My most recent painting is a complete departure from my usual landscapes. Titled “The Lion and the Lioness” it is a portrait, well two portraits really, of my step-daughter Liza who is returning today from a 5 week trip to Namibia Africa (and her lion friend). Four of those weeks she spent working at an amazing animal rescue and rehabilitation center, where she fed and cared for lions, cheetahs, merkats, baboons, monkeys, warthogs, and a very long list of other animals big and small.
I wanted to give this amazing person something to always have of this amazing experience she had (not that she could ever forget.) So I thought why not pair these two magnificent beasts, the king of the jungle and queen of the mall :-), and do a portrait of the two of them, their beautiful manes mingling and representing the joining of two cultures, two creatures, two souls. Africa stole her heart but we are glad to have her home.
And lest you think the pairing of these two improbable, below is a photo of her on a “Cheetah sleep-out”. Yes they really did get up close and personal with many of these magnificent animals. Some of whom are returned to the wild, some of whom were raised from birth (like this cheetah).
This is the first time I have ever attempted a portrait, and I never actually thought I would or could pull it off, but I have to say I am pleased with how it came out. I approached it like any other painting, and if you’d like to see the evolution of this painting keep reading…
Once I got past the intimidation of doing a portrait here is how I approached it. I confess to not having the greatest of drawing skills, and I have never learned or practiced drawing human anatomy or faces. So I resorted to creating a grid pattern to get my drawing right (or mostly right). I choose a photo of Liza and cropped it to fit the canvas size, combined with a lion photo. Then I drew a grid proportional to a 1″ grid pattern. This became the basis for my drawing.
I used reference photos for the lion, not having a fully grown male lion hanging around, and for the reference photos I turned to paintmyphoto.com (http://paintmyphoto.ning.com.) This is a wonderful site all artists should belong to. Photographers freely share their photos for use by artists without copyright restrictions. You can use it to find things to paint, or references for parts of your work. Its free, and they have discussion groups, contests, and more. And you then can post your artwork – as long as you reference the photo you used.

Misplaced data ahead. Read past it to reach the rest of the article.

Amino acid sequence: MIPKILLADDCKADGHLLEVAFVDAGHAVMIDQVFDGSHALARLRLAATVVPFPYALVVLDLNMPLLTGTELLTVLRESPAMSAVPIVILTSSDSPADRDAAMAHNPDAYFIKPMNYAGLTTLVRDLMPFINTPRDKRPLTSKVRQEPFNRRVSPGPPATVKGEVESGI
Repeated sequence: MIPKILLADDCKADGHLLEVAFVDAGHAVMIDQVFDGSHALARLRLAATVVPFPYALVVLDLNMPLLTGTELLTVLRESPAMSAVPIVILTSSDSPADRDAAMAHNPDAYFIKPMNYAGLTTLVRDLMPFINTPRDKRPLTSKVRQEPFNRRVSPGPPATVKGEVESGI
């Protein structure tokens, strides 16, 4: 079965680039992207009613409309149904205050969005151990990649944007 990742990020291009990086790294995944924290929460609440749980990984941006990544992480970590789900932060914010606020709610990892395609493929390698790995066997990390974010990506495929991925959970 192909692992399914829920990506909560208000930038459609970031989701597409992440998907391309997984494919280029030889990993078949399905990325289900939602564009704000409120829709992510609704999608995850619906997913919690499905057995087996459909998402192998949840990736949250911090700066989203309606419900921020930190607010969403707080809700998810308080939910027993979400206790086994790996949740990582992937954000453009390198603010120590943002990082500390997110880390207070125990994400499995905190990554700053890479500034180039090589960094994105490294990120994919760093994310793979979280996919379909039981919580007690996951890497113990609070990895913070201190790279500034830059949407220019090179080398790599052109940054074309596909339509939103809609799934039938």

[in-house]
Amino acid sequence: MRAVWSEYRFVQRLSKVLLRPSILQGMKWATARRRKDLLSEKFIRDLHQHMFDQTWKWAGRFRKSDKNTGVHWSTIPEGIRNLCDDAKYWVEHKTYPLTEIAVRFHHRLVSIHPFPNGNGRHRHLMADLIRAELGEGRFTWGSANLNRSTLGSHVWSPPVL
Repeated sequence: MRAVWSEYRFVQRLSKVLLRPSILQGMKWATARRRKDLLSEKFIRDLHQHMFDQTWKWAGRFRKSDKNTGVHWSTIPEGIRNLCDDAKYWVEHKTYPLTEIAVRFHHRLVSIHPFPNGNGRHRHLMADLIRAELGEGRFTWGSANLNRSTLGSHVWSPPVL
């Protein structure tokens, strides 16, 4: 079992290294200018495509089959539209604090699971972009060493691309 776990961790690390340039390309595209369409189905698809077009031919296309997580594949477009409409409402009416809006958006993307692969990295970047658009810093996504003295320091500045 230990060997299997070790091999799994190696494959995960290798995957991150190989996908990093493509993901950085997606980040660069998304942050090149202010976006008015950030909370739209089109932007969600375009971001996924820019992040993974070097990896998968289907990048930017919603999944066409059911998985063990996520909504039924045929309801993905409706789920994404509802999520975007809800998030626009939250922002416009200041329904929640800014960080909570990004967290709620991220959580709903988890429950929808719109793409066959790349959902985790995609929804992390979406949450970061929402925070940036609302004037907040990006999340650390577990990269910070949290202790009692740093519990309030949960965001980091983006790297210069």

In photoshop I combined the two photos to get a composition I thought would work.
Then I transferred that drawing to the canvas (16″ x 20″) after marking out the grid in pencil in 1-inch increments. I transferred it by lightly drawing with pencil on the canvas. In some ways, using a grid frees you from thinking as much. I can tell you without a doubt, that had I tried to draw without the grid my proportions would have been all wrong. I never would have gotten either the size, or the placement of nose, eyes, mouth correct had I not used a grid. At times it almost seemed wrong, but the evidence was in front of me.
Step 2: The next step was to actually outline and start to draw the subjects in paint. I used burnt sienna to establish the drawing and start to indicate some areas of value in the face. I figured I would start with her face as this was going to be the most challenging for me, and if I failed I could bail before having too much time invested in other areas of the painting. So I started to shade around the eyes cheeks and chin to get a better feel for how well I got the drawing. At this point I did NOT recognize a couple errors in the drawing that would cause me problems later (more on that below), but overall I thought I was off to a decent start. I also started the background color which I wanted to use a compliment of the reds/yellows/oranges of the fur and hair.